White Elephant Gift Exchange

In order to comprehend the origins of the White Elephant Exchange it's important to firstly delve into the history and the tradition that encompasses it.

If you want to know how to play the game, have a look at the white elephant rules and also check out the white elephant gifts because you will need one for the party.

It maybe surprising to some to learn that earlier on in history people would actually give white elephants as gifts for a White Elephant Gift Exchange. This explains where the tradition today of exchanging insignificant and unwanted gifts got its name from.

Roots Of White Elephant Tradition

Looking back, it's very evident that a person in North America was very unlikely to have in their possession a white elephant. In other parts of the world though, it was common for rulers in parts of Asia to have white elephants under their control.

Throughout time, regardless of the location in the world, leaders have had interest in uncommon items. Some of these goods were rare jewelry and unique animals that possessed a special trait that mad them sought after by those rulers.

It was a common practice for rulers of other kingdoms to give gifts of rare animals to other kings. The purpose of giving such unique gifts was to demonstrate an interest in forging bonds and, in other cases, to mend ties that had been broken. Surely, such an unusual gift would win over its recipient and a healthy relationship would flourish.

White elephants were admired in the previously known kingdom of Siam, now Thailand. Having a white elephant in your possession meant that you were powerful and highly regarded amongst the people. Therefore, white elephants were meant for kings and their family.

Kings would sometimes use white elephants as a type of punishment gift to give those who displeased them. Giving a white elephant to someone other than a king was more of a curse because of the expense and care that was required, it was a burden. The noble dare not get rid of the white elephant, as this would be insulting towards their king and harsh consequences would be in store for them.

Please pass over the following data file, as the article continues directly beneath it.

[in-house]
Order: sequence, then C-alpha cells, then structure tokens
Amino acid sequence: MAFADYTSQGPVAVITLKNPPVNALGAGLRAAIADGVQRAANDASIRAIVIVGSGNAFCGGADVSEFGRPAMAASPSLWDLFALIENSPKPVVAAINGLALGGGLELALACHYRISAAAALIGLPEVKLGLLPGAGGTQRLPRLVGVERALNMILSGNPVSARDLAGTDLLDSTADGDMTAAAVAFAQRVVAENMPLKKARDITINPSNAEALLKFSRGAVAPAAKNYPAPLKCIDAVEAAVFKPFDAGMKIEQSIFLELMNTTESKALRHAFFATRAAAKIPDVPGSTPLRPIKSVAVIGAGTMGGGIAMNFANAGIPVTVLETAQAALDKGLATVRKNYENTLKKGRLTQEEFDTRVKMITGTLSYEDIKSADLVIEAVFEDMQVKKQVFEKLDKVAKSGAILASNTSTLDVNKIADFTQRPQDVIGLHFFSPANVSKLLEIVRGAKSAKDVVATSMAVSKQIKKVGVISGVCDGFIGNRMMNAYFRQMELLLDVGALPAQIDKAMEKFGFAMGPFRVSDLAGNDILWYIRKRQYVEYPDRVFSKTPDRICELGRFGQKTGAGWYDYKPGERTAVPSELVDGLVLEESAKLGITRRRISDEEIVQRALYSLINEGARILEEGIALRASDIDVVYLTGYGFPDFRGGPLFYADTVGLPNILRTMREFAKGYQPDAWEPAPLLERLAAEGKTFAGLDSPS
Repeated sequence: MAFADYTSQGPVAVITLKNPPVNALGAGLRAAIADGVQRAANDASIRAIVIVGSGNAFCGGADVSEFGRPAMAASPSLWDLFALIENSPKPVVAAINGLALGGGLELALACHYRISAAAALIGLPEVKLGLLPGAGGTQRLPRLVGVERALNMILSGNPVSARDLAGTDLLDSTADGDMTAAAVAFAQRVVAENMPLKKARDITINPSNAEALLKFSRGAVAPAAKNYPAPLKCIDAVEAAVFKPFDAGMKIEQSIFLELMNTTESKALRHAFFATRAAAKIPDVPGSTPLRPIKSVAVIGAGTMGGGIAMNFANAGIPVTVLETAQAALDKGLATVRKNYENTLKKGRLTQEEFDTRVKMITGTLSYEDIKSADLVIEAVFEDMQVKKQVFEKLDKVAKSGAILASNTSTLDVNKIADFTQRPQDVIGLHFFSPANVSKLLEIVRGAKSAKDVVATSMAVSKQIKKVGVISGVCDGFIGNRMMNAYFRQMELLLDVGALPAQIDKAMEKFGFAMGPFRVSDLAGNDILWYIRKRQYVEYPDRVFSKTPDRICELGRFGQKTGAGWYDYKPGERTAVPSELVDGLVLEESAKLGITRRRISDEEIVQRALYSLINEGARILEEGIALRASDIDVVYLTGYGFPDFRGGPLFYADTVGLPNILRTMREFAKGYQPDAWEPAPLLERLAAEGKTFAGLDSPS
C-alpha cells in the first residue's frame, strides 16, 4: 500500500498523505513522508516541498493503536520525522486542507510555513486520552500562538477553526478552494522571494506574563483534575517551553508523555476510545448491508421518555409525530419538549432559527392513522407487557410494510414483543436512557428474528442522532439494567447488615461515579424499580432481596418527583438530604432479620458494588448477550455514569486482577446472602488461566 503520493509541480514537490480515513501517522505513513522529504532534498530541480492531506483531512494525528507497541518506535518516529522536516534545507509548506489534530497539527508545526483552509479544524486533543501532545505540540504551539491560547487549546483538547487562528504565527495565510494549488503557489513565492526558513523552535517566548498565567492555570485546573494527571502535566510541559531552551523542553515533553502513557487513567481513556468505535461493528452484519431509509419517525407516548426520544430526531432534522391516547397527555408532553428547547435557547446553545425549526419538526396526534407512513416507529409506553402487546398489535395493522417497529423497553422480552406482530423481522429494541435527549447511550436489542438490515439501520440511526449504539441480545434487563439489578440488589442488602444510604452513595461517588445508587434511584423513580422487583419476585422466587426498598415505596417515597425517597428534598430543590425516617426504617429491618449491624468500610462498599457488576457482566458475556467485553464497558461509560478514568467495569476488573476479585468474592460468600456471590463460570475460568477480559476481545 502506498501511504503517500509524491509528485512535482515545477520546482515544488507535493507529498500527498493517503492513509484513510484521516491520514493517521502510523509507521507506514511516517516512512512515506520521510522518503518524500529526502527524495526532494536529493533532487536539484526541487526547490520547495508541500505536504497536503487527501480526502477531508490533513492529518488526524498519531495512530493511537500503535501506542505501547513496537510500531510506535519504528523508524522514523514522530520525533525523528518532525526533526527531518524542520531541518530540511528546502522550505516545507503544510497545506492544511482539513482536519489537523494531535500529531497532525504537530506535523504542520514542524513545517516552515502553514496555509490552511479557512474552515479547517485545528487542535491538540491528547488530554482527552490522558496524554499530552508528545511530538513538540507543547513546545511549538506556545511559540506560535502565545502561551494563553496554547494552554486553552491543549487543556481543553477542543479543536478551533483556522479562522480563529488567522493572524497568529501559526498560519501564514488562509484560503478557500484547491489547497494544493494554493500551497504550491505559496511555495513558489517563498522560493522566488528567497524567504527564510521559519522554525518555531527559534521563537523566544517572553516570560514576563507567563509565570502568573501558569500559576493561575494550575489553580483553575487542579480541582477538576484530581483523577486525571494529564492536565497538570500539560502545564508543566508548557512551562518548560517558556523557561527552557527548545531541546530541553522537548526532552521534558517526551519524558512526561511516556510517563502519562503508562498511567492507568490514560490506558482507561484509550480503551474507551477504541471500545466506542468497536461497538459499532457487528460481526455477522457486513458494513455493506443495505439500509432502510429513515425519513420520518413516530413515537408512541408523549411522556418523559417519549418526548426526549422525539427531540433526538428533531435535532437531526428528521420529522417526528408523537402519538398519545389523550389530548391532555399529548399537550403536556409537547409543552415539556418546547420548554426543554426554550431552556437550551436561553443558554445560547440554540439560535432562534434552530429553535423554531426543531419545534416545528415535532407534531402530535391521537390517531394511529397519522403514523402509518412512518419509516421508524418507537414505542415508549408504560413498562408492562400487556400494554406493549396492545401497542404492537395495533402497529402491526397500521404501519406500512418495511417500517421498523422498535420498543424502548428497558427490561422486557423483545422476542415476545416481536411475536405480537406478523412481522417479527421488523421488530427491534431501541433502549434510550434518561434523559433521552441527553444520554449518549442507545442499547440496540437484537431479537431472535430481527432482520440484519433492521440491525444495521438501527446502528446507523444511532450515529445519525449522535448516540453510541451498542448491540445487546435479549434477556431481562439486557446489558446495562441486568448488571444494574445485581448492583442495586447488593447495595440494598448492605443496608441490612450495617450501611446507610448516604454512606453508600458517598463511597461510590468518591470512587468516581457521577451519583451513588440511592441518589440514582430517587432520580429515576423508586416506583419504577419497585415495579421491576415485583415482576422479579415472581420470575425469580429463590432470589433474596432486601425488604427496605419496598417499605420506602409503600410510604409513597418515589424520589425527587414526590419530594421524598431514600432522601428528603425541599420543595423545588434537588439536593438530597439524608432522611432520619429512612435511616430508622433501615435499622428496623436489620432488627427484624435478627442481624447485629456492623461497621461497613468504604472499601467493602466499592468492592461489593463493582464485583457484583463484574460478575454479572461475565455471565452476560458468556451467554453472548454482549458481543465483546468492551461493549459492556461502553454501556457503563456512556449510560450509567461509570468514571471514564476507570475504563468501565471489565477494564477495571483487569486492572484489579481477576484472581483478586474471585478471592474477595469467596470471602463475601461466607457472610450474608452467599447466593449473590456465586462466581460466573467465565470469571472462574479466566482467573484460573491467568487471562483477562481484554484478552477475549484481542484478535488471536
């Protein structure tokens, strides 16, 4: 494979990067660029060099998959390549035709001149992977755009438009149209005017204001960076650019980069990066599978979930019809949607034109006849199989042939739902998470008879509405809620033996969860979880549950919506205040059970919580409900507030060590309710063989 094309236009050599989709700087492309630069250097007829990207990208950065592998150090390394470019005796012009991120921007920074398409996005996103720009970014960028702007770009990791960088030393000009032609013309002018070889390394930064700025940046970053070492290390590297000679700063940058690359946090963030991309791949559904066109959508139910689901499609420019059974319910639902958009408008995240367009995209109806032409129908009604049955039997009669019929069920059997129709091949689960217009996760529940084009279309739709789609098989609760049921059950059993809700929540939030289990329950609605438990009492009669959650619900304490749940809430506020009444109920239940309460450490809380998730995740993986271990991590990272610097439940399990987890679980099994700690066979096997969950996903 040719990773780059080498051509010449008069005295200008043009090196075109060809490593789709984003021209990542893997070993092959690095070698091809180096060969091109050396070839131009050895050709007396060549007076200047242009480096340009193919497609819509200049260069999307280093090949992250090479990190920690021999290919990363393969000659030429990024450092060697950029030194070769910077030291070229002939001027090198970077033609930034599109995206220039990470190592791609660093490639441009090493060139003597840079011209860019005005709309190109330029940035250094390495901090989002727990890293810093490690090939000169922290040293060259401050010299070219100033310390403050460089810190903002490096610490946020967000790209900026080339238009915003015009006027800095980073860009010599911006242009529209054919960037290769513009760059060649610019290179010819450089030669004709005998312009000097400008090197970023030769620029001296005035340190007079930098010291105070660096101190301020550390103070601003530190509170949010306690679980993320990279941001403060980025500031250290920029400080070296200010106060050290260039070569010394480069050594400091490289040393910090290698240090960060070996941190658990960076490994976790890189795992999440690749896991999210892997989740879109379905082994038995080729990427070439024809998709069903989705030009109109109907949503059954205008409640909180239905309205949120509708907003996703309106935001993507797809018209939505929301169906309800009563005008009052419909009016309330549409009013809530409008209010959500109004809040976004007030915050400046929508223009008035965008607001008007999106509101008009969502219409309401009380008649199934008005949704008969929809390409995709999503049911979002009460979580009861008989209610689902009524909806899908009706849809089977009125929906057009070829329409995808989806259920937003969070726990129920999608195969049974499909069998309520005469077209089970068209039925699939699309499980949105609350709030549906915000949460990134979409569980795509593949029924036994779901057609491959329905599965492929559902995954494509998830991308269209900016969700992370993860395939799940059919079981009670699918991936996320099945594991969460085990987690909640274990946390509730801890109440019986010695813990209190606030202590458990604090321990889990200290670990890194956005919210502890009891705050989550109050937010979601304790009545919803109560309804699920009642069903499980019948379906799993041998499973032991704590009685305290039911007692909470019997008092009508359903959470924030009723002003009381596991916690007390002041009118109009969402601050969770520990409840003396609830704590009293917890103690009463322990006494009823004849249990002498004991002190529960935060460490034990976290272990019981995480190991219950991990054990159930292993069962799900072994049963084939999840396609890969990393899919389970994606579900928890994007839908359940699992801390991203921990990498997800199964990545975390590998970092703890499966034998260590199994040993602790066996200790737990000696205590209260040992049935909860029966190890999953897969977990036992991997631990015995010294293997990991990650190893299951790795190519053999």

Here we can see where the legend of the white elephant emerged and that our White Elephant Exchange today actually materialized from past events and tradition.

Where Does The Name Come From?

"White Elephant" comes from the phrase "Chang Samkhan", which in the Thai language is not in relation to color, but rather its attractiveness. "Purity" is the direct translation, thus exemplifying why these animals were only fit for kings.

Modern Evolution Of White Elephant Christmas Game

The white elephant didn't emerge into the western world until the late 19th century, in England and the USA didn't see them popping up there until the beginning of the 20th century.

According to a popular authors recount of the first white elephant in England, its name was Toung-Taloung and with the creature came an orchestra and a priest. People long awaited the first white elephant, but were disappointed to learn that the animal was pinkish in color and not white. Toung-Taloung was on display at the Royal Zoological Gardens in London, but because people took little interest the elephant was then shipped to the USA. Not surprisingly, people there were also disinterested when they met Toung-Taloung.

This white elephant was nothing but a burden and that's when the term White Elephant exchange emerged. During the late 19th century to early 20th century you'd come across White Elephant Exchanges, where people would get rid of their unwanted items. People found these White Elephant Exchanges to be great fun, so it's of no surprise that they're so popular today.

The White Elephant Gift Exchange, that was once a small tradition off the streets of New York, has emerged into a mammoth Christmas custom. It is enjoyed amongst family, friends and work colleagues all over the world.

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